However, the hard part is English cricket commentators, fans and administrators are generally too stupid to understand the idea of a spinner as an attacking bowler in Tests… so I don’t rate Rashid’s chances of a long career. He’ll be ditched for a middling finger spinner who keeps it tight within six months. With luck he’ll manage to hang on to the limited overs slots as given how much England have mucked with his entire career (basically lost a year carrying the drinks at one point) he deserves a good run.

    • AndyB September 26, 2018 at 7:14 pm - Reply

      The Swann comparison seems wrong unless you are casting doubt on Rashid’s personal (rather than cricketing) maturity – which I would not do. Swann’s career development was held back by having a personality akin to Ben Stokes after a good night in the clubs. I appreciate that Rashid gives it a rip, but that is not essential to attack as a leggie. A combination of reasonable turn and variety is as effective. The unfortunate effect of giving it a big rip, unless you are a Warne, is the loss of control too often seen in Rashid’s four balls. I rarely agree with the pundits, but share the doubts in this case (and hope I am wrong).

    • Simon H September 27, 2018 at 6:55 pm - Reply

      There are plenty of spinners who were better when they were younger e.g. Vettori, Saqlain, Mushtaq, Harbhajan.

  2. Doug M September 26, 2018 at 5:47 pm - Reply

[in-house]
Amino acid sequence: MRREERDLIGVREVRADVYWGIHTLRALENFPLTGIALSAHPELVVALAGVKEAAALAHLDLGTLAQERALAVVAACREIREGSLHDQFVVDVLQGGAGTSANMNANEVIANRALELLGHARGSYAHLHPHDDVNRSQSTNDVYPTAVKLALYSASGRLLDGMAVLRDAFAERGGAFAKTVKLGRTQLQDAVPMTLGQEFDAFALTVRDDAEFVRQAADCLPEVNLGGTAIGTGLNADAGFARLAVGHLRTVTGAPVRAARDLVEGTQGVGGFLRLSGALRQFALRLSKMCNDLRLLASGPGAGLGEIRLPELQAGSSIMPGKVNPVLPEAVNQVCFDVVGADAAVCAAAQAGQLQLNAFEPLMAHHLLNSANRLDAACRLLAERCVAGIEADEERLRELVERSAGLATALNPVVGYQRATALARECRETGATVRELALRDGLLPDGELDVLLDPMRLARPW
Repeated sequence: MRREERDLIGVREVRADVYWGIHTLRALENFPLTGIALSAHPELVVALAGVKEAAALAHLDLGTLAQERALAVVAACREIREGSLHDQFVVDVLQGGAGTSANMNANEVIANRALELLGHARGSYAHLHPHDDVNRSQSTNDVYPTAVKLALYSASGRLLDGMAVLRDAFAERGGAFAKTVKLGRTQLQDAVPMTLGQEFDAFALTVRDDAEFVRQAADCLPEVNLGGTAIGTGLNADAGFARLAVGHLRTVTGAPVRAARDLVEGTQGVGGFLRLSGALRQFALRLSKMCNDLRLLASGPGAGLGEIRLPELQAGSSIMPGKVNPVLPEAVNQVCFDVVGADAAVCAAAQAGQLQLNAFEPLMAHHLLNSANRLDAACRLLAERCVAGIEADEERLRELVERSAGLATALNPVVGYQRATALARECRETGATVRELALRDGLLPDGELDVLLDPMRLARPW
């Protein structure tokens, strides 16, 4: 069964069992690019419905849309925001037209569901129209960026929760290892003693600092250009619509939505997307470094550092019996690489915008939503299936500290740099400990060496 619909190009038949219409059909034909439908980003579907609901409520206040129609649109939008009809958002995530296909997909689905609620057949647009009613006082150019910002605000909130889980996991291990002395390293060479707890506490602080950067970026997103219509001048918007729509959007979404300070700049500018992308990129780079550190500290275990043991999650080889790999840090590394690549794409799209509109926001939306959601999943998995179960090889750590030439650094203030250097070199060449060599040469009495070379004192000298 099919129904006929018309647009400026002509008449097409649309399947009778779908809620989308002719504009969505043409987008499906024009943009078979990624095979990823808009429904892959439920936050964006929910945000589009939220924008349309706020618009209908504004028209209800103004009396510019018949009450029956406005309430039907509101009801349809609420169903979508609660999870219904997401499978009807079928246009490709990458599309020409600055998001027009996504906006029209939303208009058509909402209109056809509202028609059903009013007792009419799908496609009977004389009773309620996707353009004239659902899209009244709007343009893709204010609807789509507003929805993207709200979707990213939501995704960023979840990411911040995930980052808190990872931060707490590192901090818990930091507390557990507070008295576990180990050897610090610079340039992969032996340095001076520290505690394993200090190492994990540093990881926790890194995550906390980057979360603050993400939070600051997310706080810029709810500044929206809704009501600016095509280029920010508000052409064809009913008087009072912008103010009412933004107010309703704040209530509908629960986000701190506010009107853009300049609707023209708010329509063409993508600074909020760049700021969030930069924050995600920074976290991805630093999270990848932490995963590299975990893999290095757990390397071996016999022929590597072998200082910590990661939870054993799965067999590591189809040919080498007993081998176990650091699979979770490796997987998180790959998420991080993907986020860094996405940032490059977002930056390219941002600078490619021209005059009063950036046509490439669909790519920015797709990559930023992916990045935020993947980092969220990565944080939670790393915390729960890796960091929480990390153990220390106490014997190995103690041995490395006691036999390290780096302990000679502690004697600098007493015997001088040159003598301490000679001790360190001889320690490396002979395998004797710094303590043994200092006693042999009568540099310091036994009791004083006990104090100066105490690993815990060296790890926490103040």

Yes but really he’d be nowhere near the Test side if we had any decent spinners in this country. We don’t develop them because we play hardly any red ball cricket in high summer, so we’re left really with Rashid and Moen. I’m not an expert but I think Rashid bowls too short most of the time and Moen really only takes wickets here. But there’s nothing else in the tank really.

  3. Gareth September 26, 2018 at 8:36 pm - Reply

    I think a lot of it comes from the fundamental English thing of not trusting leg spin, or even really understanding the role.

    Leggies, unless their name is Shane, earn their corn on days 4 & 5, making a result out of what looked a “500 plays 550” bore draw. Rashids only test five-fer came on a day 5 pitch IIRC.

    Asking Rashid to provide control is like asking Mark Ealham to bounce out Brian Lara – a misunderstanding of the role.

    I do think Rashid is good enough, but his role depends on the team having the ability to post scores of 450+, which they do not seem to be able to do. 300 plays 300 is far too tight to risk a leggie, and the game wont reach day 4 and 5.

  4. Marc Evans September 26, 2018 at 9:07 pm - Reply